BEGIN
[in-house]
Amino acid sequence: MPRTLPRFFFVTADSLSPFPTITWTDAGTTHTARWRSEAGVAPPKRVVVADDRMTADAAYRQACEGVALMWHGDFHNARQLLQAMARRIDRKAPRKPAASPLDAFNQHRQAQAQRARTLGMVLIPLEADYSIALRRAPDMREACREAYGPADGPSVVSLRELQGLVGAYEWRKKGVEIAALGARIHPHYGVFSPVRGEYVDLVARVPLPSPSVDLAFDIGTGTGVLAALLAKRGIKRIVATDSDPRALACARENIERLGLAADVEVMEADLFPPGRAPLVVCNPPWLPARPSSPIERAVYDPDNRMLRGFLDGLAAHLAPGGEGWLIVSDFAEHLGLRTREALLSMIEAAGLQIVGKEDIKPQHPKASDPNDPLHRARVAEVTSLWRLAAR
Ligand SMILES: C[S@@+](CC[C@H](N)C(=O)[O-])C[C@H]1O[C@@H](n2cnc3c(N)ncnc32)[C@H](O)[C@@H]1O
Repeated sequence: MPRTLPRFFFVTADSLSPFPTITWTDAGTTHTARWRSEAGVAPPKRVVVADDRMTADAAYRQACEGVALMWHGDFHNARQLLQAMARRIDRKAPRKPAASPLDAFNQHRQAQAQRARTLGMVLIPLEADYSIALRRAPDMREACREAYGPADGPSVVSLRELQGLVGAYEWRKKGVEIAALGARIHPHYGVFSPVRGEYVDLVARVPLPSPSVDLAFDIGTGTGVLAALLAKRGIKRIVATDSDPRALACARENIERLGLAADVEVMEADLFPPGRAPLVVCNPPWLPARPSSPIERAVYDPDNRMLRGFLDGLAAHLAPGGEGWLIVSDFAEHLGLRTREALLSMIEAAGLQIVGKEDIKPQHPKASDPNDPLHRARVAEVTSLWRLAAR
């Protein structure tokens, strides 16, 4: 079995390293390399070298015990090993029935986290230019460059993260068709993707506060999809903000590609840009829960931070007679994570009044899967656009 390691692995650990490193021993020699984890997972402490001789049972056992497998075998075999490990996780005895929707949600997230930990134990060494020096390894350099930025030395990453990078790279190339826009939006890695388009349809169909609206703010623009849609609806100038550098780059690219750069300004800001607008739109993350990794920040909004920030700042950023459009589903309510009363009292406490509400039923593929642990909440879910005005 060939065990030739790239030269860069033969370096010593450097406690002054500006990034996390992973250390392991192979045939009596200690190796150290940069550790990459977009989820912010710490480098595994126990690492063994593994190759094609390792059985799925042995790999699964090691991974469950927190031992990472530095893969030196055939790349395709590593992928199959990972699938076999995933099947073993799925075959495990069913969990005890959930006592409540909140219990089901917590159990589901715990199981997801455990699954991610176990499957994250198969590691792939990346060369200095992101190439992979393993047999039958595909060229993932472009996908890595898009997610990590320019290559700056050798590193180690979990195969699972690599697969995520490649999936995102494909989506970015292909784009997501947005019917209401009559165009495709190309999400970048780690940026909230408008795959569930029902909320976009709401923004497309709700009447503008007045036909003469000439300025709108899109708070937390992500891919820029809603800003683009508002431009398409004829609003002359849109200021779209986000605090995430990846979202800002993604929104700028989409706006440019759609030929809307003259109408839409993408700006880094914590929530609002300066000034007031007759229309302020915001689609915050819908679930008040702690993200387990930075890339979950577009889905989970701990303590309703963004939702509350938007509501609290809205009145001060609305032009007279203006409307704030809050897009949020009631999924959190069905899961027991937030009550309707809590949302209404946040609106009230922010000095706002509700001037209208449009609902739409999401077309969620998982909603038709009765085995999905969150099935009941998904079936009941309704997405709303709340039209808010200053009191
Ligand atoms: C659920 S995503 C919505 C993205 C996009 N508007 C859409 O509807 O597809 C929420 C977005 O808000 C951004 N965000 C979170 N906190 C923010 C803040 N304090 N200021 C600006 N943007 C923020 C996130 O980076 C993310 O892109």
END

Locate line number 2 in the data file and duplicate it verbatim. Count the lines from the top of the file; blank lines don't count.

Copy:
Amino acid sequence: MPRTLPRFFFVTADSLSPFPTITWTDAGTTHTARWRSEAGVAPPKRVVVADDRMTADAAYRQACEGVALMWHGDFHNARQLLQAMARRIDRKAPRKPAASPLDAFNQHRQAQAQRARTLGMVLIPLEADYSIALRRAPDMREACREAYGPADGPSVVSLRELQGLVGAYEWRKKGVEIAALGARIHPHYGVFSPVRGEYVDLVARVPLPSPSVDLAFDIGTGTGVLAALLAKRGIKRIVATDSDPRALACARENIERLGLAADVEVMEADLFPPGRAPLVVCNPPWLPARPSSPIERAVYDPDNRMLRGFLDGLAAHLAPGGEGWLIVSDFAEHLGLRTREALLSMIEAAGLQIVGKEDIKPQHPKASDPNDPLHRARVAEVTSLWRLAAR